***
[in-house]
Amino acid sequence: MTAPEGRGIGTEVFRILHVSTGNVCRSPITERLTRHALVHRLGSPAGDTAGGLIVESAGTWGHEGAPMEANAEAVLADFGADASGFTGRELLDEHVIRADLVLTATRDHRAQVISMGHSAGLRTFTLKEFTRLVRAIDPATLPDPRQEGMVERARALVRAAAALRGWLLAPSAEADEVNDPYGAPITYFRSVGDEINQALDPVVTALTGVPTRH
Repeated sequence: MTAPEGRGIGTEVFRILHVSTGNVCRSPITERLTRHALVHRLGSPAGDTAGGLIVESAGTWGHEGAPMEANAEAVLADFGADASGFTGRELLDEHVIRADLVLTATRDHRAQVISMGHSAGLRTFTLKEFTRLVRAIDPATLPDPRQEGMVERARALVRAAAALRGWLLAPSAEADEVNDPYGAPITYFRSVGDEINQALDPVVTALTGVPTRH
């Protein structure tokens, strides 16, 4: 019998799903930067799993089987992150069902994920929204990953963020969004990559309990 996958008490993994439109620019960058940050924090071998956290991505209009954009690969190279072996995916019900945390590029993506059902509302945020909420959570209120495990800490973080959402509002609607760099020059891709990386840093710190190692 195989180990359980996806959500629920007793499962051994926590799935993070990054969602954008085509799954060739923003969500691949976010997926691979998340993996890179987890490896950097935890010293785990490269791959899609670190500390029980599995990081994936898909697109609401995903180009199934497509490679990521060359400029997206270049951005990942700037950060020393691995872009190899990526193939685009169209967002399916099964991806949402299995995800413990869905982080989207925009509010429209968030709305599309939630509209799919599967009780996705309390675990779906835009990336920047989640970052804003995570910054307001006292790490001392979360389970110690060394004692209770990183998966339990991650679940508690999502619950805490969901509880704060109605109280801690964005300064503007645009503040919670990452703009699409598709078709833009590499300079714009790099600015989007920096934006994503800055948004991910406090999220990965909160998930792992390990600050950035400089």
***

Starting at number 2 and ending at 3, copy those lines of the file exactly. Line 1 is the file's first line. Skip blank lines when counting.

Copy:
Amino acid sequence: MTAPEGRGIGTEVFRILHVSTGNVCRSPITERLTRHALVHRLGSPAGDTAGGLIVESAGTWGHEGAPMEANAEAVLADFGADASGFTGRELLDEHVIRADLVLTATRDHRAQVISMGHSAGLRTFTLKEFTRLVRAIDPATLPDPRQEGMVERARALVRAAAALRGWLLAPSAEADEVNDPYGAPITYFRSVGDEINQALDPVVTALTGVPTRH
Repeated sequence: MTAPEGRGIGTEVFRILHVSTGNVCRSPITERLTRHALVHRLGSPAGDTAGGLIVESAGTWGHEGAPMEANAEAVLADFGADASGFTGRELLDEHVIRADLVLTATRDHRAQVISMGHSAGLRTFTLKEFTRLVRAIDPATLPDPRQEGMVERARALVRAAAALRGWLLAPSAEADEVNDPYGAPITYFRSVGDEINQALDPVVTALTGVPTRH